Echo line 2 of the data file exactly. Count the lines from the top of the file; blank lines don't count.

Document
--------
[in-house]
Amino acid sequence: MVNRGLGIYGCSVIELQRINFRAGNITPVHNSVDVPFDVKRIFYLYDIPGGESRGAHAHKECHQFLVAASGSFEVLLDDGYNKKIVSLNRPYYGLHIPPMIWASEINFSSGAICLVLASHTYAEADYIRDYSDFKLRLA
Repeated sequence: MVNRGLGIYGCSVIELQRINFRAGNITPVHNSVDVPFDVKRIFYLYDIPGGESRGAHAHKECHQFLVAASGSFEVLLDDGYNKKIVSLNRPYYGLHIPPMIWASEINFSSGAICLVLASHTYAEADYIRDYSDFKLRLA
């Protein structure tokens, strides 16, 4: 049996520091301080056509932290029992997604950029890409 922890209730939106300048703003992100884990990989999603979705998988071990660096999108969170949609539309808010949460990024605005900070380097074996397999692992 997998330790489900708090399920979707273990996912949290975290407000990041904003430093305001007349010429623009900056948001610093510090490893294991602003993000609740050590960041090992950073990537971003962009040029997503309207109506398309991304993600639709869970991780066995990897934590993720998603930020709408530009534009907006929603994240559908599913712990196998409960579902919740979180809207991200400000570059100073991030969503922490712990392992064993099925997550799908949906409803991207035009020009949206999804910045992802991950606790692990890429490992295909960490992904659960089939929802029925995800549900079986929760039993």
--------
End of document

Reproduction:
Amino acid sequence: MVNRGLGIYGCSVIELQRINFRAGNITPVHNSVDVPFDVKRIFYLYDIPGGESRGAHAHKECHQFLVAASGSFEVLLDDGYNKKIVSLNRPYYGLHIPPMIWASEINFSSGAICLVLASHTYAEADYIRDYSDFKLRLA